My quiapo street market experience
My kind of rosary: The small rosary with a rose has a tiny medal of the Virgin Mary. It's for our granddaughters. The big rosary is for their mothers.
My quiapo street market experience
FROM MY HEART - Barbara Gonzalez-Ventura (The Philippine Star) - September 6, 2020 - 12:00am

When I was a baby she helped my mother take care of me. At the end of the war she decided to enter the convent. We had a lot of disagreements as I was growing up but finally we both grew old and realized we loved each other very much. The last time I saw her she was lying in state. I was so sad that my godmother, my ninang, had passed away even if I knew she was without a doubt with God. I promised her I would pray the rosary daily. I have been doing that — almost perfectly — since then.

Suddenly the quarantine came. I was stuck at home with nothing to do. I looked at my collection of beads and decided to make myself a rosary. It was pretty so I made myself three. I had so many beads I decided to make more to give away at Christmas. But I didn’t have enough crosses or medals. Finally I decided to go back to Quiapo.

To go to Villalobos you turn left from Echague, not with your car but with your feet. The last time I was there was more than a year ago, before Isko Moreno became mayor. Well, now it’s still the same street with market vendors outside the stores but it is so much more organized and a thousand times cleaner. I bought tiny dried ayungin, which I have grown to love, for P20 a pack, a walis tambo or broom for P150 when it’s over P200 in the supermarket. Everything is fresher and cheaper at the street markets. Maybe I should plan on going at least once a month to stock up on crafts and other materials for home.

I have several favorite stores here but decided to go only to one because I didn’t want to be tempted to spend too much. Here I had seen the most crosses and medals. When I entered I found myself confronted with a plethora of rosaries. They were either huge for walls or very small for rings, 10 tiny beads with an itty-bitty cross. They came in bracelets. They came in every length and size. This told me that maybe there were no rules for rosaries. You can do whatever you want. This suggested to me a freedom to design.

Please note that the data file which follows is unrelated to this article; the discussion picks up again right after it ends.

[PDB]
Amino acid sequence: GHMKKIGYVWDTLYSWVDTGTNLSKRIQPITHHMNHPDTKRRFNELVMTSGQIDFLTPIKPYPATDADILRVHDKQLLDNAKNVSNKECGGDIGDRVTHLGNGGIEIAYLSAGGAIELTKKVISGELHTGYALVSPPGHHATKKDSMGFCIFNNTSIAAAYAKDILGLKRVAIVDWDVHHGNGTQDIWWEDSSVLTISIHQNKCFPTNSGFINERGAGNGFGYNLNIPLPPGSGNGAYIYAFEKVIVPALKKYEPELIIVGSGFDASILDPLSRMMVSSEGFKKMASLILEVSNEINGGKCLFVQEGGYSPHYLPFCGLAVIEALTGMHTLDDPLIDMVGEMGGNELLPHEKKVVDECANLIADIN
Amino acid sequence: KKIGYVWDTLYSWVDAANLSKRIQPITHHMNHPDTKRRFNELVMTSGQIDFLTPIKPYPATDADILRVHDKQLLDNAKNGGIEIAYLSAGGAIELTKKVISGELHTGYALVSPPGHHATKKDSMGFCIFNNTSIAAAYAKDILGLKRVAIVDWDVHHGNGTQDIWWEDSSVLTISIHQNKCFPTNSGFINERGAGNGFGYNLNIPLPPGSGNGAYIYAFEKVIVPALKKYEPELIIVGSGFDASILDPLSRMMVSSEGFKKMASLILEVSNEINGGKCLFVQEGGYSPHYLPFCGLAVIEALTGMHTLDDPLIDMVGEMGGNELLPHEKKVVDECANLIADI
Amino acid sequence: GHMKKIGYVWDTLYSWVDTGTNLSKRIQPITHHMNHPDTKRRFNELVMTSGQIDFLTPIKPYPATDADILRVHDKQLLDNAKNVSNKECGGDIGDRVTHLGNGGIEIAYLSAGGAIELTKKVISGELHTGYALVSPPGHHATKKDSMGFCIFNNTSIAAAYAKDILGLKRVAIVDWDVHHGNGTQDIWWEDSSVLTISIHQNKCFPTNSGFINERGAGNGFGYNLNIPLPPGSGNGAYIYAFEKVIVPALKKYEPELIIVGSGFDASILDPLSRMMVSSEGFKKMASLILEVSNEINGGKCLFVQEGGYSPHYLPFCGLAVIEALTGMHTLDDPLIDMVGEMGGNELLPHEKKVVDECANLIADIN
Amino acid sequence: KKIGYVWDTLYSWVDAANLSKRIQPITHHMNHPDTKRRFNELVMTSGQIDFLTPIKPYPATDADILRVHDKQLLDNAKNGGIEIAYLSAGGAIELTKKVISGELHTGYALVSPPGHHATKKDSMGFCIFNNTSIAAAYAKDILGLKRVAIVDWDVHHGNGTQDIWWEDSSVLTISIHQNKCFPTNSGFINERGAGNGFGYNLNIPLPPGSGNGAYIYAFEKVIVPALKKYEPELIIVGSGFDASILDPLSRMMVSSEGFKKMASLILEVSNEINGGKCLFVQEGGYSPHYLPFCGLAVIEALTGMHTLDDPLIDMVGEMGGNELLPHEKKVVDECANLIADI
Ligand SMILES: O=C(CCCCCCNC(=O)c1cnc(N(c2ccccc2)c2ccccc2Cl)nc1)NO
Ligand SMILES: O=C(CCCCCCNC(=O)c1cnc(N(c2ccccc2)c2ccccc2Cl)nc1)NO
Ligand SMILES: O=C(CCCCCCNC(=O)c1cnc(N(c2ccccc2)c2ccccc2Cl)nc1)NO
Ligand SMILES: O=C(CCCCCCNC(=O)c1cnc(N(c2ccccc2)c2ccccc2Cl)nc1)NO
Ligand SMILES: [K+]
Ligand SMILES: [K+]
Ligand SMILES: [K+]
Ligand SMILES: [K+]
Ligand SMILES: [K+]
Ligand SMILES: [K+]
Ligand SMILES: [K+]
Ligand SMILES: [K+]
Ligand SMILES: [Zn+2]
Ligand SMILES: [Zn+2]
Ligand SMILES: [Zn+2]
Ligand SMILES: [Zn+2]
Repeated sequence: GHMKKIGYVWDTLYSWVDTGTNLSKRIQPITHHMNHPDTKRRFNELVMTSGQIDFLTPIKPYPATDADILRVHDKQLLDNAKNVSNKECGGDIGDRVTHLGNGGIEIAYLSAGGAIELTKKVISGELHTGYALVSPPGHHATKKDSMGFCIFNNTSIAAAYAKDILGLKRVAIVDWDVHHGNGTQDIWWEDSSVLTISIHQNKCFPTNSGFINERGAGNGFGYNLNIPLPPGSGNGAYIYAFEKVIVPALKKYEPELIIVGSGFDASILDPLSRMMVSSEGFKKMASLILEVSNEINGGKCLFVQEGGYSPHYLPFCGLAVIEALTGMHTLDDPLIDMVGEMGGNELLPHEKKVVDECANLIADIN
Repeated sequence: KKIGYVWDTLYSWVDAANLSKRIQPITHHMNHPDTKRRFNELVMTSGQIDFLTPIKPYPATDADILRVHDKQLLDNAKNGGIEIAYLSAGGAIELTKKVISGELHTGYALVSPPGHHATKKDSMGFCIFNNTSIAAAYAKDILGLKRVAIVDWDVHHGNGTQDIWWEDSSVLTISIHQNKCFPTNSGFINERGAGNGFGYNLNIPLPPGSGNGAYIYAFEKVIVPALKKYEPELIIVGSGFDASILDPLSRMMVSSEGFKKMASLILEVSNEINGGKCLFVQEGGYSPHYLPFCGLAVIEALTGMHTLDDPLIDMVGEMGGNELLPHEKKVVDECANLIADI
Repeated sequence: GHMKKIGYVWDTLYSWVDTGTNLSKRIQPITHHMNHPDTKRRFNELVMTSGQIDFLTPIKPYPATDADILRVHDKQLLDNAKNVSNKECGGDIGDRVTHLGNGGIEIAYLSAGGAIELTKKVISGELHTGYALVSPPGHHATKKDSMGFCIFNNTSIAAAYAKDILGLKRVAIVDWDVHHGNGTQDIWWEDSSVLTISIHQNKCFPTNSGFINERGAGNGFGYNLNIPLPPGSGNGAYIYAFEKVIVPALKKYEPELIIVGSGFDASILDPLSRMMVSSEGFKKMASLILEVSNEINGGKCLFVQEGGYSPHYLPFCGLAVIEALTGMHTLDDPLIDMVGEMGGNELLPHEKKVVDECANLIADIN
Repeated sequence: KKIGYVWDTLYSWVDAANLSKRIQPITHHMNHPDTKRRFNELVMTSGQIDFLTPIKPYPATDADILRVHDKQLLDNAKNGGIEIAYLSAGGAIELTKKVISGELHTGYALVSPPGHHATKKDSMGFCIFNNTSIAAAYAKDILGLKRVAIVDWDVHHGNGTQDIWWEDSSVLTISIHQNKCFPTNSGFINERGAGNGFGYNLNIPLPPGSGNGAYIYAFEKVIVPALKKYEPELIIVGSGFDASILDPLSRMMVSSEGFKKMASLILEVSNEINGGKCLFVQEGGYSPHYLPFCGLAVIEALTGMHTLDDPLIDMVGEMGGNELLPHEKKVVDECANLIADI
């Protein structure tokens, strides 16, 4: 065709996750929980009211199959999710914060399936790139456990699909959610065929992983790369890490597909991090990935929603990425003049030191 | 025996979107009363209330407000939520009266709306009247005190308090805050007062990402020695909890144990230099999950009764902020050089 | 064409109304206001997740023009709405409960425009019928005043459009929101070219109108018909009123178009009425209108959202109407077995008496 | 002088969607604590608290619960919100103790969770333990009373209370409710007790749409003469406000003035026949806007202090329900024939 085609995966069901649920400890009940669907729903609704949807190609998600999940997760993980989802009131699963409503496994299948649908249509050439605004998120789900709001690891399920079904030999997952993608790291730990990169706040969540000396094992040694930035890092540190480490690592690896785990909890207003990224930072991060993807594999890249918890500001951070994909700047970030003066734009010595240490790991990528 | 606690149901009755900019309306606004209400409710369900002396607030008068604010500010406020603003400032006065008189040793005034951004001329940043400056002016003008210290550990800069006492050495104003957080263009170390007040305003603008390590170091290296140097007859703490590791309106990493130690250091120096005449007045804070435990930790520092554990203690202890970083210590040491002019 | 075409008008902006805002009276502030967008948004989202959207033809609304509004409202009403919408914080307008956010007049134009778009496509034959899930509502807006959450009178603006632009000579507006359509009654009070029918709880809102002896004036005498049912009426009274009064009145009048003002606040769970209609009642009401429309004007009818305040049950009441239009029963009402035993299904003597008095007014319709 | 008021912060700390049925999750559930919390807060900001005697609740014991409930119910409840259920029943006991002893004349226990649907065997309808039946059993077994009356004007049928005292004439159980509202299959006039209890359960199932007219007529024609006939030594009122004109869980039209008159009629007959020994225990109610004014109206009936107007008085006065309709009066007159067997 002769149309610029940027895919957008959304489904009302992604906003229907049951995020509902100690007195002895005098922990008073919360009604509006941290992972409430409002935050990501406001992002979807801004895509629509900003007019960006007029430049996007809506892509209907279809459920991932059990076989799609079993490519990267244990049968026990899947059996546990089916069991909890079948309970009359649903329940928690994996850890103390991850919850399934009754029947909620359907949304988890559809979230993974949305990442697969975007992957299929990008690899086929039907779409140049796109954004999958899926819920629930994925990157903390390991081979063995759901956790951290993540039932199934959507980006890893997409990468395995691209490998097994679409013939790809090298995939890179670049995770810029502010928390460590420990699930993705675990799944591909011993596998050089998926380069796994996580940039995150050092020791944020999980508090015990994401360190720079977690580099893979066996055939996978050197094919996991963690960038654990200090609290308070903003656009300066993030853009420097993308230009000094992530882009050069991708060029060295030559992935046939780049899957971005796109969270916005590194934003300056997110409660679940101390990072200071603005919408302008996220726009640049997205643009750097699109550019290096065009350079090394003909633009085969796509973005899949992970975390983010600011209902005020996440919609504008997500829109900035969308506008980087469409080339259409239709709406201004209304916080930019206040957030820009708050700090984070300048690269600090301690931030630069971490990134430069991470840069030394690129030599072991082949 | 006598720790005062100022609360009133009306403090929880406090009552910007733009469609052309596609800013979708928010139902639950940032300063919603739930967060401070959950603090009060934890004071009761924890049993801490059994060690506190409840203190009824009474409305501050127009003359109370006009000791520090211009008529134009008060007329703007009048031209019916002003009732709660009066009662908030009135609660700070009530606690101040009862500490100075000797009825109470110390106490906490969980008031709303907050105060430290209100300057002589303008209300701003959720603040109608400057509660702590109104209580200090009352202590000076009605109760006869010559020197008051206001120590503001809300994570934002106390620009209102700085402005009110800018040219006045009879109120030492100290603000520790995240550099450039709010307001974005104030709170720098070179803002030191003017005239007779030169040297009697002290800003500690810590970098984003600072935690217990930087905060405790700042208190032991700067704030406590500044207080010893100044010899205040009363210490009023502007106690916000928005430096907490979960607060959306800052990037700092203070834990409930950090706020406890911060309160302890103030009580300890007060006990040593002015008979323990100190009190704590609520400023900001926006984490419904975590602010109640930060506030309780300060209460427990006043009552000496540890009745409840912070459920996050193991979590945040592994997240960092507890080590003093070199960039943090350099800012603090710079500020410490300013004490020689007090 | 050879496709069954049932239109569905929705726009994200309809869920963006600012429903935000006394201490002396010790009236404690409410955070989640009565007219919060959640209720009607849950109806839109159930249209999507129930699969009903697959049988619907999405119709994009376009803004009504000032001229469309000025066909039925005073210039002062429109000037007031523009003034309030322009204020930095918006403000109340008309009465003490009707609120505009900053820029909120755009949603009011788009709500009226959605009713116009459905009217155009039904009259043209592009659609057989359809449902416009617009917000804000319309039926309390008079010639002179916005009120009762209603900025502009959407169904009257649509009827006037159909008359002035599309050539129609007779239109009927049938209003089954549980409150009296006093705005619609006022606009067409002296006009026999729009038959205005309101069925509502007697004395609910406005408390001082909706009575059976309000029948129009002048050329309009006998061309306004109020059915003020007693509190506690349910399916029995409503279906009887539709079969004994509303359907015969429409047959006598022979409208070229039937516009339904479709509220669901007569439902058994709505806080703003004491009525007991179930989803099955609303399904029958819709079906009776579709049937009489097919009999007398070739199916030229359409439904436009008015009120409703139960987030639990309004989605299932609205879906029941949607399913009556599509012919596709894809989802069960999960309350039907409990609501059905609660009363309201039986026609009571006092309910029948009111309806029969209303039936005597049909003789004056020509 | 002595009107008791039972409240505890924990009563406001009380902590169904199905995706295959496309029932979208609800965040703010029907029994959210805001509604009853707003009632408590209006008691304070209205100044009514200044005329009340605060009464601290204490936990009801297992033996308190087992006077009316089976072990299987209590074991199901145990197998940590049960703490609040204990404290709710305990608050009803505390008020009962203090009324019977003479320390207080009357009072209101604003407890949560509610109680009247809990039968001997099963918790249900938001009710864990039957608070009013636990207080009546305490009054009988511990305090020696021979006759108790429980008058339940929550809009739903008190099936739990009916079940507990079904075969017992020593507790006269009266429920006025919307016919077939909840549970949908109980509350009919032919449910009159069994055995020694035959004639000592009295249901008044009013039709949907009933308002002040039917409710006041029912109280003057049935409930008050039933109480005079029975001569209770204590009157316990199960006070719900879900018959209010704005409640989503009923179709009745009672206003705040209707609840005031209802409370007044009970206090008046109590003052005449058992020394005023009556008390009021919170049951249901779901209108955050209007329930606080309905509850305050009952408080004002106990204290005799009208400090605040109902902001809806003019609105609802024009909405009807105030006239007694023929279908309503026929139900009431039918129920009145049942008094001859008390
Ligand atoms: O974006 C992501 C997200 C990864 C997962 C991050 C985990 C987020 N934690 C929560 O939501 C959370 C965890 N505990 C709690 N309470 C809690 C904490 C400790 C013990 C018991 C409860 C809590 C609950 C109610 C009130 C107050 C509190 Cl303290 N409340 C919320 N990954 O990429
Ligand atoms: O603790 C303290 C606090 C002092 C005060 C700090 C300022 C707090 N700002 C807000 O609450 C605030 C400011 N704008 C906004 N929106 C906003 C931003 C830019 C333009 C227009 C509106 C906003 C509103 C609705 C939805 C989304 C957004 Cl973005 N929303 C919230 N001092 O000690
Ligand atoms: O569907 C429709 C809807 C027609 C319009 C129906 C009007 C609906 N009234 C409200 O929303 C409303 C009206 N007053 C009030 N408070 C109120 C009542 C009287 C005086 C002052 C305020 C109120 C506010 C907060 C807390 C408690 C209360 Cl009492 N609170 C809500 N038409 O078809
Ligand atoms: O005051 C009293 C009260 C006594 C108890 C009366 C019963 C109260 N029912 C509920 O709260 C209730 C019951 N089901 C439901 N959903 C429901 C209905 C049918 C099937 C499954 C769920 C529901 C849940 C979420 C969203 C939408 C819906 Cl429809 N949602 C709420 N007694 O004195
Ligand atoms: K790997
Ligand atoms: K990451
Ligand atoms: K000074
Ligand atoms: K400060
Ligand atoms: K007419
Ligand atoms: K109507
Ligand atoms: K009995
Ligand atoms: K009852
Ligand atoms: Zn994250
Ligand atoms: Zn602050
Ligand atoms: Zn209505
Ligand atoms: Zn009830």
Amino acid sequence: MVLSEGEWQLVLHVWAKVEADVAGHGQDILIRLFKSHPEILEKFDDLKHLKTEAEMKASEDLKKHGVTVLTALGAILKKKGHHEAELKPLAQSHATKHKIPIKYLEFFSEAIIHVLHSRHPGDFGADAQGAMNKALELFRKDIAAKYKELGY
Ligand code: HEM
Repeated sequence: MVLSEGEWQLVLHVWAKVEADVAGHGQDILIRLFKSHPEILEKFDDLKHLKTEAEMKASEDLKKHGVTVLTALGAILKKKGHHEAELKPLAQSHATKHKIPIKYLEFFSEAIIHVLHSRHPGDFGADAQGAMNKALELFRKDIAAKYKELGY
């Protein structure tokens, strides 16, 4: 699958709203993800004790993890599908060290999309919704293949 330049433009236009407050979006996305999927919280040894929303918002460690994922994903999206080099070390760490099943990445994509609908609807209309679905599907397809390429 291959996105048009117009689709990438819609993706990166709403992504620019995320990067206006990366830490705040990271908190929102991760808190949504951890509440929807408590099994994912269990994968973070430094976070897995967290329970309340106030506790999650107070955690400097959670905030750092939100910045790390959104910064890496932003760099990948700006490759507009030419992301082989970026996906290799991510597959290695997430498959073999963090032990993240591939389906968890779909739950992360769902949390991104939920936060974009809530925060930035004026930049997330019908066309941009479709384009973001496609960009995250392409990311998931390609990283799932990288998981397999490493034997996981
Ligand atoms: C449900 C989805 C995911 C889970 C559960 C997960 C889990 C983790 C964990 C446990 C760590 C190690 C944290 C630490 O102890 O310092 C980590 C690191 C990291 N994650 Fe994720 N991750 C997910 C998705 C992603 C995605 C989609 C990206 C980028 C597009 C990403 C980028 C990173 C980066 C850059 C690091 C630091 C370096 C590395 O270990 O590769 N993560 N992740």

I began rummaging for crosses and medals. I couldn’t find any big crosses I liked except in a bronze color. The silver crosses were pretty but they weren’t the Crucifix as we know it. It had no Christ nailed to the cross. Strangely, I preferred these slightly ornate crosses because the picture of Christ nailed to the cross is deeply ingrained in our memories. We don’t forget that. So even if our rosary just has a bare cross we know it still expresses Christ’s sacrifice for us. It tells us, more lightly, about the Crucifixion and what happened to us after that. We all were saved. It may take us years to believe that we were all first loved then saved, but that’s the truth.

So now that I felt a freedom to design, I went shopping with an open mind, looking at possible items to use when designing rosaries. I could add my own touches based on my personal experience. I have always wondered why I had to begin the decades by saying the “Our Father” on a chain and end by saying the “Glory Be” on a chain as well. Maybe I could add two beads instead of the usual four that signify the “Glory Be.” Now my rosaries have six instead of four beads aside from the 10 beads in the decades. That’s to signify the change of prayers.

Let’s call these beads the dividing beads. The first bead is for the “Our Father” and the sixth bead is for the “Glory Be” and the Fátima prayer. The next four indicate the change from the “Hail Mary” to the “Glory Be.” They all have three pieces. You can feel the three pieces even if they are not as big as each other. The first is the “Glory Be,” the next is the Fátima prayer, the third is the next “Our Father.” The way you feel the change in your fingers does the trick for me.

Also, I changed that little thing that connects the entire rosary. Usually it’s a medal. I found some with the necessary holes but I thought that was another good place for innovation. I used other things but attached a medal of the Blessed Virgin Mary. I actually love the rosaries I made.

Now why am I writing this? While I make rosaries to give away as gifts, I’m wondering whether or not I can sell them. Would you buy? For how much? Just idle and curious. Let me know. Maybe I can go into business during this quarantine, which has been extended yet again.

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